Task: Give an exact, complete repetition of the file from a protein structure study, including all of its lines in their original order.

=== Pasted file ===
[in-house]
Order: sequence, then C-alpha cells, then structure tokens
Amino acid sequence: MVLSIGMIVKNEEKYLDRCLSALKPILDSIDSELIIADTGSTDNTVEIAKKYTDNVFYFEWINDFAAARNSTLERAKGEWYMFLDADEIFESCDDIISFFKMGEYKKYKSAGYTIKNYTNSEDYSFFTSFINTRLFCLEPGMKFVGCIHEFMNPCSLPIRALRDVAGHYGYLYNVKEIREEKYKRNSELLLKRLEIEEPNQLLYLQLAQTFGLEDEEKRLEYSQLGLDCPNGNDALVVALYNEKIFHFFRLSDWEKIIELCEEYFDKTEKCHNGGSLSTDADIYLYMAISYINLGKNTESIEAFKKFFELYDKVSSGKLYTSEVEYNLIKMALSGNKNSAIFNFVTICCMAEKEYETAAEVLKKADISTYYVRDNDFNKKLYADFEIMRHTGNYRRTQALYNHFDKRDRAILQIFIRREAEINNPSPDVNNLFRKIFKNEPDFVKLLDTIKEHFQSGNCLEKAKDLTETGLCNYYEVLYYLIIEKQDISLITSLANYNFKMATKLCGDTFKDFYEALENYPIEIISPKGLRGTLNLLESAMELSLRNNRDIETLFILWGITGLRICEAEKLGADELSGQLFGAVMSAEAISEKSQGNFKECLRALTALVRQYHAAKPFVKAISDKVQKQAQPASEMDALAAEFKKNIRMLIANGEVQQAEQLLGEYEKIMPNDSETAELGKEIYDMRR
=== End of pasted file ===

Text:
[in-house]
Order: sequence, then C-alpha cells, then structure tokens
Amino acid sequence: MVLSIGMIVKNEEKYLDRCLSALKPILDSIDSELIIADTGSTDNTVEIAKKYTDNVFYFEWINDFAAARNSTLERAKGEWYMFLDADEIFESCDDIISFFKMGEYKKYKSAGYTIKNYTNSEDYSFFTSFINTRLFCLEPGMKFVGCIHEFMNPCSLPIRALRDVAGHYGYLYNVKEIREEKYKRNSELLLKRLEIEEPNQLLYLQLAQTFGLEDEEKRLEYSQLGLDCPNGNDALVVALYNEKIFHFFRLSDWEKIIELCEEYFDKTEKCHNGGSLSTDADIYLYMAISYINLGKNTESIEAFKKFFELYDKVSSGKLYTSEVEYNLIKMALSGNKNSAIFNFVTICCMAEKEYETAAEVLKKADISTYYVRDNDFNKKLYADFEIMRHTGNYRRTQALYNHFDKRDRAILQIFIRREAEINNPSPDVNNLFRKIFKNEPDFVKLLDTIKEHFQSGNCLEKAKDLTETGLCNYYEVLYYLIIEKQDISLITSLANYNFKMATKLCGDTFKDFYEALENYPIEIISPKGLRGTLNLLESAMELSLRNNRDIETLFILWGITGLRICEAEKLGADELSGQLFGAVMSAEAISEKSQGNFKECLRALTALVRQYHAAKPFVKAISDKVQKQAQPASEMDALAAEFKKNIRMLIANGEVQQAEQLLGEYEKIMPNDSETAELGKEIYDMRR